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What Is Money?

what-is-money

You deal with money every day. You use it to buy groceries and pay your bills. But have you ever thought about where it came from and how it works? 

This article explores the history, functions and properties of what we sometimes call moolah, bucks or dough.

The Definition of Money

What is money, exactly?

Merriam-Webster defines money as “something generally accepted as a medium of exchange, a measure of value, or a means of payment.”

In more relatable terms, money is a tool that represents varying values. These values are used to buy and sell goods and services. In order for money to work, a society must agree to use it for these purposes.

When we think of money, we often think of bills and coins. But we also use other forms to represent money, such as the share price of a stock or the balance of a bank account.

These symbols of value didn’t always exist as they are today. Did you know, for example, that some ancient societies used sea shells as a form of currency? Imagine going to your local restaurant and handing them some shells to pay for your dinner!

The History of Money 

Before money came into existence, people used to trade with each other to get what they wanted. They would trade food and supplies, such as barley for cattle or apples for carrots. This system is called bartering.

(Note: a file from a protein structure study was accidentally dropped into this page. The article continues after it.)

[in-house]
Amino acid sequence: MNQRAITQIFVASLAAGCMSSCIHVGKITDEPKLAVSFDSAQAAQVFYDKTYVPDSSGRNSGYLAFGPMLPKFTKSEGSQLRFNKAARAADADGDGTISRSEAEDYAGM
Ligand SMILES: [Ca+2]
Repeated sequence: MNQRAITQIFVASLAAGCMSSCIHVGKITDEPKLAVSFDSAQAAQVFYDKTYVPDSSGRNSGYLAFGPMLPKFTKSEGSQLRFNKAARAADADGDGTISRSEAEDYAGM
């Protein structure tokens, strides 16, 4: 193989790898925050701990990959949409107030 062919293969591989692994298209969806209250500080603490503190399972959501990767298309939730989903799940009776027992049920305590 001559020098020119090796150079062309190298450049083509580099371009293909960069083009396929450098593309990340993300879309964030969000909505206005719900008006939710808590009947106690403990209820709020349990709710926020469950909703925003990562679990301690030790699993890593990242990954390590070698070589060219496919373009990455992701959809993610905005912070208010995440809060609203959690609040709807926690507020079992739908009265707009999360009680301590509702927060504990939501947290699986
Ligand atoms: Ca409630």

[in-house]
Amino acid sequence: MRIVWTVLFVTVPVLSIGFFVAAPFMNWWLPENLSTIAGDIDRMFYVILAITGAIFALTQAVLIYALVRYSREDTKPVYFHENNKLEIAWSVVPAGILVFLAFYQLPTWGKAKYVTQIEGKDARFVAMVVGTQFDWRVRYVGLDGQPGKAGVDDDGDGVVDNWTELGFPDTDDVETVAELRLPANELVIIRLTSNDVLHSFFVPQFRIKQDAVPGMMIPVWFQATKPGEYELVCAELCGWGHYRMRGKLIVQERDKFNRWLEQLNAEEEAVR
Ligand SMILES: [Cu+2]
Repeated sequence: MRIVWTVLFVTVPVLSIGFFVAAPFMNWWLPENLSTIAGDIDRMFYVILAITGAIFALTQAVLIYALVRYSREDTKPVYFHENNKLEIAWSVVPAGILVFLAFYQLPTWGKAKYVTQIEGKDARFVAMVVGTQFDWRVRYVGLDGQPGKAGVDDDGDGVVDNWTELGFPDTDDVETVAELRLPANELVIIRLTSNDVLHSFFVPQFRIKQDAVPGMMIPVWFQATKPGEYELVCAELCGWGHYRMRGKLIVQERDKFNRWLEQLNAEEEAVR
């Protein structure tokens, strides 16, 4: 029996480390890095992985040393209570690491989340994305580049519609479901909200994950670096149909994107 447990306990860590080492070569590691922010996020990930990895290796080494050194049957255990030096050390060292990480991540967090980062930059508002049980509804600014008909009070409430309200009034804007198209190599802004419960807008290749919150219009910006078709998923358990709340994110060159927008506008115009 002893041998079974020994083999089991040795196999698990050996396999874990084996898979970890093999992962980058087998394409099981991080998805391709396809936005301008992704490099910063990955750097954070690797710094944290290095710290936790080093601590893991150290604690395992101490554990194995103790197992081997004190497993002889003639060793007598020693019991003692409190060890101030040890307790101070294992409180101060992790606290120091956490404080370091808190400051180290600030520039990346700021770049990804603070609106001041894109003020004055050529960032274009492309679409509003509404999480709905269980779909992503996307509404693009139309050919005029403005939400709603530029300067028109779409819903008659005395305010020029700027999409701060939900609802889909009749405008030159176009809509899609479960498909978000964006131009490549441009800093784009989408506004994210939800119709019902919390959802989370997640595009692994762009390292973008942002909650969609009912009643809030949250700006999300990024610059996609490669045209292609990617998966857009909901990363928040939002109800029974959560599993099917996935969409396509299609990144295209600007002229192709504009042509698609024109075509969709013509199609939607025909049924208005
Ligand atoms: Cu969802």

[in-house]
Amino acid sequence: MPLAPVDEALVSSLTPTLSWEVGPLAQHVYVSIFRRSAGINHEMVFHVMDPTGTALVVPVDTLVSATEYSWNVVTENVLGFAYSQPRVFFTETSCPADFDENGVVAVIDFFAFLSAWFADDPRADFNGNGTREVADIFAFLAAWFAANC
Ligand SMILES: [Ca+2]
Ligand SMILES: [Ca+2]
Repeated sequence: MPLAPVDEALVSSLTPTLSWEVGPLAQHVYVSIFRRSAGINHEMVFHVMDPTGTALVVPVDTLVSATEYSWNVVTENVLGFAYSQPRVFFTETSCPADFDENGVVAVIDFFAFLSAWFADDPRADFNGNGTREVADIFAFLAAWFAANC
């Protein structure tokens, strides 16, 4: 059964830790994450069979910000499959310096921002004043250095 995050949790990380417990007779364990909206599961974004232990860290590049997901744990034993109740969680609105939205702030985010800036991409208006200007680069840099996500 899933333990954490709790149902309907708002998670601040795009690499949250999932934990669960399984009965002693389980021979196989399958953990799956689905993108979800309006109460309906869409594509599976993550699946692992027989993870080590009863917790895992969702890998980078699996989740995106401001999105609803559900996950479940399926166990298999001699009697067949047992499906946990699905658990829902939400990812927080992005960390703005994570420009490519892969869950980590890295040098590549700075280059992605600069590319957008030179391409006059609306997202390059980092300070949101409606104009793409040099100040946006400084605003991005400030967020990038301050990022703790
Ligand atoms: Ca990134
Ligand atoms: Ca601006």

Ancient civilizations didn’t have a money system so bartering was their only choice. Other items used for bartering included precious metals, salt, tea, cocoa beans and other commodities.

You have probably bartered for something at some point in your life. For example, if you exchanged your Twinkie for your friend’s Kit Kat in fifth grade, then you have bartered. 

Bartering can work for micro transactions, like when you and your friend traded treats. But on a grand scale, it’s too confusing and impractical. That’s why some ancient societies used other methods. 

One of these methods was to issue clay tokens that were redeemable for goods kept in storage. This method was used by ancient Babylon, China, Egypt, and India.

The tokens themselves did not have any practical use. They did, however, symbolize a certain amount of value. 

These token-based systems paved the way for money as we know it. In our own society, we use “tokens”–just in different formats. These come in both physical and digital forms. Physical forms include coins and bills. Digital forms are online trading and banking. 

How Money Is Valued

Have you ever thought about how a $50 or $100 bill would be worthless if suddenly, no one would accept them? These bills are essentially just green pieces of paper with numbers printed on them.

They have value because the American government has deemed it so. This is called fiat money.

Fiat money is currency issued by a government. It has value only because a country’s society accepts it as legal tender. Most of the 180 currencies in use today are fiat money.

This is how paper money, and the digital representation of it, gets its value.